Dear Prudence: My 15-year-old lost her virginity. That’s too young.

Help! My 15-Year-Old Daughter Has Started Having Sex.

Help! My 15-Year-Old Daughter Has Started Having Sex.

Advice on manners and morals.
Nov. 27 2013 6:00 AM

Not So Innocent

My 15-year-old daughter is having sex—and it’s breaking my heart.

(Continued from Page 1)

Dear Prudie,
My boyfriend and I met and fell in love three years ago, while we were both married to other people (we both have children). My marriage ended quickly. He felt he should try to work it out with his wife, but this past summer they filed for divorce. We brought our relationship out in the open. I know what we did was wrong, and I’m ashamed that it’s part of our history. My family accepts that we’re together. His family blames me for his divorce and thinks that I’m with him only because he’s financially stable. They stay in contact with his ex-wife and refuse to acknowledge my existence. His mother told him that it would be better for his kids if he moved away and let his ex-wife have sole custody. This Thanksgiving my kids are with their dad, and his kids are with their mom. My parents are going away to see relatives but I can’t join them. My boyfriend decided to spend Thanksgiving with his parents and siblings and their families, even though I’m not welcome. I understand that he wants to see his family. If we’re going to have a future, though, at some point he’s going to have to insist that we’re a package deal. Is it reasonable for me to still be punished in this way? Maybe I should just accept that I have to spend a solitary Thanksgiving.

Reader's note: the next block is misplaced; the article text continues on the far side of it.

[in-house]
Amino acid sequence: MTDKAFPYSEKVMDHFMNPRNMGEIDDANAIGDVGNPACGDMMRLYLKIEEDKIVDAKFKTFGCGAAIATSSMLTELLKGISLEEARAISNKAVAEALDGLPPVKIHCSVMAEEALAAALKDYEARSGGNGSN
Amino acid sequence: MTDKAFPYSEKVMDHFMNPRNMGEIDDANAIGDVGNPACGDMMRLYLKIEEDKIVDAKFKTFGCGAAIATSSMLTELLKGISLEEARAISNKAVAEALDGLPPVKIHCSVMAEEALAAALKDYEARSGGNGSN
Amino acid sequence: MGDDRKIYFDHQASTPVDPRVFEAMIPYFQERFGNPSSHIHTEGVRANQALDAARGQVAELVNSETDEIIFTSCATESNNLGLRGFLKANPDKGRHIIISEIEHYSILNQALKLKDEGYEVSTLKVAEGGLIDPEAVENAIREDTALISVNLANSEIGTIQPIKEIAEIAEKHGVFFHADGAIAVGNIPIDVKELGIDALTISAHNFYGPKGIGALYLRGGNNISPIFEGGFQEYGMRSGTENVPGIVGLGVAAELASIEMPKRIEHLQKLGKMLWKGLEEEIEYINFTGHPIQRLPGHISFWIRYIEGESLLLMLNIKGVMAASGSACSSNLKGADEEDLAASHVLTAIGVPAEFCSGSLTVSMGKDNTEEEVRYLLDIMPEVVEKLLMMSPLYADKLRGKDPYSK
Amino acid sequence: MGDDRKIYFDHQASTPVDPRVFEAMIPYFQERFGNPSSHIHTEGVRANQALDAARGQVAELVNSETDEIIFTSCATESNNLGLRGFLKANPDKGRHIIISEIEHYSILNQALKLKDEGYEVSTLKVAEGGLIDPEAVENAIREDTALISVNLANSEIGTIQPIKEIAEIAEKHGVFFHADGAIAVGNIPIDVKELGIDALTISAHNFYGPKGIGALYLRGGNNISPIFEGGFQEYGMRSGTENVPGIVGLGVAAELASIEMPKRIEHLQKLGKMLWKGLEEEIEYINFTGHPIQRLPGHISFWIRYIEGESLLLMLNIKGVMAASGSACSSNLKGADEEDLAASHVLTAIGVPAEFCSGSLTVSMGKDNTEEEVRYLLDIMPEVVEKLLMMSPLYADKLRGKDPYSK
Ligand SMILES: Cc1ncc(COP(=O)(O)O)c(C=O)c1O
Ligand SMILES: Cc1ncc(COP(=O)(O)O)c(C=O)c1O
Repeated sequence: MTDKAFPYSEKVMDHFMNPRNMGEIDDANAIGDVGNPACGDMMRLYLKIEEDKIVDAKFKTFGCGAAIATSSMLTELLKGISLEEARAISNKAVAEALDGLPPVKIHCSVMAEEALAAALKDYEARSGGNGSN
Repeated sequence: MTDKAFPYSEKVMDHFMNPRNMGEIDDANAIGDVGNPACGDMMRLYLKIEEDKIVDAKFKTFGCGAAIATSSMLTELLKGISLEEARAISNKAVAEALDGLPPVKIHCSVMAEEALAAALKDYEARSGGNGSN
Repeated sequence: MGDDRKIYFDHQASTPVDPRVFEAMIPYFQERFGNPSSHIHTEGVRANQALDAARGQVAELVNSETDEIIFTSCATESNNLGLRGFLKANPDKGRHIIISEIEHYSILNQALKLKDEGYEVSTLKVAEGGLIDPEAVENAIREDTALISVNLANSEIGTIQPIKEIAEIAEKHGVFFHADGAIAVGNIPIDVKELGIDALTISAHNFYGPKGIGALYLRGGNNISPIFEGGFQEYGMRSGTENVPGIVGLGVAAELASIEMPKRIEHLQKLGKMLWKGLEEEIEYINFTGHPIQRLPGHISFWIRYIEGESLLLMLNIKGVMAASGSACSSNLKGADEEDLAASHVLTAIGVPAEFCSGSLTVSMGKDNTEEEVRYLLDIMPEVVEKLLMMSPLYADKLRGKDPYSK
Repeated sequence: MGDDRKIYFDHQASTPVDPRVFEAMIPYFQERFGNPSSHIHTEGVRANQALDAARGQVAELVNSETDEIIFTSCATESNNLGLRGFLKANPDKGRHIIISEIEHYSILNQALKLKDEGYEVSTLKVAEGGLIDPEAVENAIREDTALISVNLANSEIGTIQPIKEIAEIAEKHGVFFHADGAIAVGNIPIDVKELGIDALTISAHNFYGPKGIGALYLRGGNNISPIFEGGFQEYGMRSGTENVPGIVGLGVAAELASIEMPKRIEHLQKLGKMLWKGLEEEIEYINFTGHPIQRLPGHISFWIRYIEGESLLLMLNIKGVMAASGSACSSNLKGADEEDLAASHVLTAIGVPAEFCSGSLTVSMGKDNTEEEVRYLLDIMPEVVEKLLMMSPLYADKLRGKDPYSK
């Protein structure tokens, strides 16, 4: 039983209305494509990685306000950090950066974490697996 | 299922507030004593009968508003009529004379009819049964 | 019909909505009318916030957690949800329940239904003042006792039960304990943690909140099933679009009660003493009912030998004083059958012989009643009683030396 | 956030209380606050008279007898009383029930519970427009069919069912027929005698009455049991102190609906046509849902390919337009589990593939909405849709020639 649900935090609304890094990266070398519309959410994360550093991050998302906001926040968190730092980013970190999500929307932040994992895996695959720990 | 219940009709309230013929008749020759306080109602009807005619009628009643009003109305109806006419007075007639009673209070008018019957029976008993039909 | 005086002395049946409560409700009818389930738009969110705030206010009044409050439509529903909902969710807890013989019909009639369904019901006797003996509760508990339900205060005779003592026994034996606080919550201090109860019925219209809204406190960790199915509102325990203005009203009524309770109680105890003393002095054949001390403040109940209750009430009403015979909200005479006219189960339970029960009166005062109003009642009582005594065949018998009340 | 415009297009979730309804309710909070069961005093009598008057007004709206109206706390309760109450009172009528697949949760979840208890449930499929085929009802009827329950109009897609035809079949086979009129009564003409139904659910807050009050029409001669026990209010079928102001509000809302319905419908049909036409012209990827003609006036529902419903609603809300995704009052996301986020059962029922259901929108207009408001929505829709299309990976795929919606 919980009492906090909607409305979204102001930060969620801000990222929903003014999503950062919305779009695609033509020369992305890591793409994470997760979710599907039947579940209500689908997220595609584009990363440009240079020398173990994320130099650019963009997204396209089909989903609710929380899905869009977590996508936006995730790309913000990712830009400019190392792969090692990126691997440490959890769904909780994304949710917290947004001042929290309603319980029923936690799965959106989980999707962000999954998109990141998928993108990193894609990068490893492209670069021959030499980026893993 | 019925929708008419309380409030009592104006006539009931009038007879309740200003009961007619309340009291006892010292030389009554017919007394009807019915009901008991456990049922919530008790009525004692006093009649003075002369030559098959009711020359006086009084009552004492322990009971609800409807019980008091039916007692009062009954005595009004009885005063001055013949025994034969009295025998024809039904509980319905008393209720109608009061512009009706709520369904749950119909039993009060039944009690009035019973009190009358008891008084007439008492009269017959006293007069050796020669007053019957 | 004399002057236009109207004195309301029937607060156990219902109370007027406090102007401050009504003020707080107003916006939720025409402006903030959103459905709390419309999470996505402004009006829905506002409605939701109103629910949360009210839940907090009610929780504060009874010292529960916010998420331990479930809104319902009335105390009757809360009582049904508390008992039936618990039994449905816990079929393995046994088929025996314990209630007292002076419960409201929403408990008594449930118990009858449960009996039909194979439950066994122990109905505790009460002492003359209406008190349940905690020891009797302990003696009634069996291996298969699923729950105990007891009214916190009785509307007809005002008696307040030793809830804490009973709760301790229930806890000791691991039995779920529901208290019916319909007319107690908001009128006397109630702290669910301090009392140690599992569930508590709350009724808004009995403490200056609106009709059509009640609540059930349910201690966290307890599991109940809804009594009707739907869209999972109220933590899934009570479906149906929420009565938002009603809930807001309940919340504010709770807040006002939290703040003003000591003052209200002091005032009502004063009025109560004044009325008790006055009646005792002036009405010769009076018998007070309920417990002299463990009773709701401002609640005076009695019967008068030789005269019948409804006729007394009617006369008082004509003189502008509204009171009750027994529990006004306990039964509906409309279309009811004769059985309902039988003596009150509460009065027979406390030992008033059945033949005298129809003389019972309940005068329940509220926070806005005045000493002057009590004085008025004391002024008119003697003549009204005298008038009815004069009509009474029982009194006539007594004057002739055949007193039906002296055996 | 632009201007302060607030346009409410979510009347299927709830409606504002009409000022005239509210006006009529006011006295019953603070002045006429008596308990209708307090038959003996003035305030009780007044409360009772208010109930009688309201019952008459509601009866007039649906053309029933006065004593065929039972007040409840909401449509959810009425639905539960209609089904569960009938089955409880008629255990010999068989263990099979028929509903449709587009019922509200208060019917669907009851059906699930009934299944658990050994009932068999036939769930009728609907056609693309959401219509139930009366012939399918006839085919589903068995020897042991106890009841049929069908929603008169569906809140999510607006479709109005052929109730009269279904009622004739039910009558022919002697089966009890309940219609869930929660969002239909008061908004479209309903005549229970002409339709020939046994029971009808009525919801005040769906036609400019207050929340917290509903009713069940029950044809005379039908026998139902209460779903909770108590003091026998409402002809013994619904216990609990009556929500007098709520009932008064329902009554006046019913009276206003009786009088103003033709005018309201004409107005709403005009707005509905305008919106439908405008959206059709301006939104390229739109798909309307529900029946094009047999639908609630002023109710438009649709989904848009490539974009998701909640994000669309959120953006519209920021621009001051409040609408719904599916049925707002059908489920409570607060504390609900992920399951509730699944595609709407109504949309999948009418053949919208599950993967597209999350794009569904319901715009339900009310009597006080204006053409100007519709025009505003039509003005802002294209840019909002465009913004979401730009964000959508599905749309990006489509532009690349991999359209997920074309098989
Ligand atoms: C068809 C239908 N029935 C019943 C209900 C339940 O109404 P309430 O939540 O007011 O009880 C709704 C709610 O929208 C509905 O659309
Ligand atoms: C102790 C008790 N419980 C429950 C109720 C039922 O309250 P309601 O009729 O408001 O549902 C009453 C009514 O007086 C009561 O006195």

—Scarlet Letter

Dear Scarlet,
I agree that if you two stay together his family is going to have to accept you, but his divorce is still quite recent and the feelings about his affair run so high that his own mother thinks he should abandon his children. So it’s going to take a lot of work to get them to come around; it’s possible they never will. But this first Thanksgiving is not a good test for you to press your case. I can understand you’re feeling abandoned, but you should either volunteer at a shelter or see if a friend can have you join their dinner. Your boyfriend wants to try to repair some very frayed relations with his family. It makes sense for him to spend time with them. Even though he’s not with his kids this Thanksgiving, it will be a huge benefit to them in the long run if he has decent relations with his extended family, who continue to be part of the lives of his children. Let this go this year, and lay low where his family is concerned. Maybe some less fraught holiday—try Arbor Day—he can tell his family it’s time they got to know the woman he loves.



Dear Prudie,